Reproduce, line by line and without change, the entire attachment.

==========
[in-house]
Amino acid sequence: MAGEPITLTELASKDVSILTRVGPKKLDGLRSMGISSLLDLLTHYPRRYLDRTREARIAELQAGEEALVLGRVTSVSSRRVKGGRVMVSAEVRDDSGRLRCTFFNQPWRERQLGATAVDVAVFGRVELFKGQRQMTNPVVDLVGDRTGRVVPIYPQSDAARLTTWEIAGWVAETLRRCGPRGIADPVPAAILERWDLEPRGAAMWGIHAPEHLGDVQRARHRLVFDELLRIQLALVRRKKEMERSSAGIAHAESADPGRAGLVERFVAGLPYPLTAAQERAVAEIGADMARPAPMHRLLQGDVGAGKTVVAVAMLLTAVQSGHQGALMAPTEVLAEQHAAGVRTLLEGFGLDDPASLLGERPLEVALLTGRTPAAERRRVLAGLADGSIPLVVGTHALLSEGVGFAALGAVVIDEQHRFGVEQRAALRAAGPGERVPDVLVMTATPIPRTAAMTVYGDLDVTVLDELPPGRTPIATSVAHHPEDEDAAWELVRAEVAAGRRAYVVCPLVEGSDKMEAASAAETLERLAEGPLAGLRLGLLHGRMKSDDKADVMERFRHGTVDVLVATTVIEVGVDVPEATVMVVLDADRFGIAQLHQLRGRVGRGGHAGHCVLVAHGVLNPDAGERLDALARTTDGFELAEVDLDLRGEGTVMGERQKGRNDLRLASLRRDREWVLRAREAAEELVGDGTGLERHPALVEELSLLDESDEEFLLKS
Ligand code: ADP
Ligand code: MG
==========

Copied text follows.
[in-house]
Amino acid sequence: MAGEPITLTELASKDVSILTRVGPKKLDGLRSMGISSLLDLLTHYPRRYLDRTREARIAELQAGEEALVLGRVTSVSSRRVKGGRVMVSAEVRDDSGRLRCTFFNQPWRERQLGATAVDVAVFGRVELFKGQRQMTNPVVDLVGDRTGRVVPIYPQSDAARLTTWEIAGWVAETLRRCGPRGIADPVPAAILERWDLEPRGAAMWGIHAPEHLGDVQRARHRLVFDELLRIQLALVRRKKEMERSSAGIAHAESADPGRAGLVERFVAGLPYPLTAAQERAVAEIGADMARPAPMHRLLQGDVGAGKTVVAVAMLLTAVQSGHQGALMAPTEVLAEQHAAGVRTLLEGFGLDDPASLLGERPLEVALLTGRTPAAERRRVLAGLADGSIPLVVGTHALLSEGVGFAALGAVVIDEQHRFGVEQRAALRAAGPGERVPDVLVMTATPIPRTAAMTVYGDLDVTVLDELPPGRTPIATSVAHHPEDEDAAWELVRAEVAAGRRAYVVCPLVEGSDKMEAASAAETLERLAEGPLAGLRLGLLHGRMKSDDKADVMERFRHGTVDVLVATTVIEVGVDVPEATVMVVLDADRFGIAQLHQLRGRVGRGGHAGHCVLVAHGVLNPDAGERLDALARTTDGFELAEVDLDLRGEGTVMGERQKGRNDLRLASLRRDREWVLRAREAAEELVGDGTGLERHPALVEELSLLDESDEEFLLKS
Ligand code: ADP
Ligand code: MG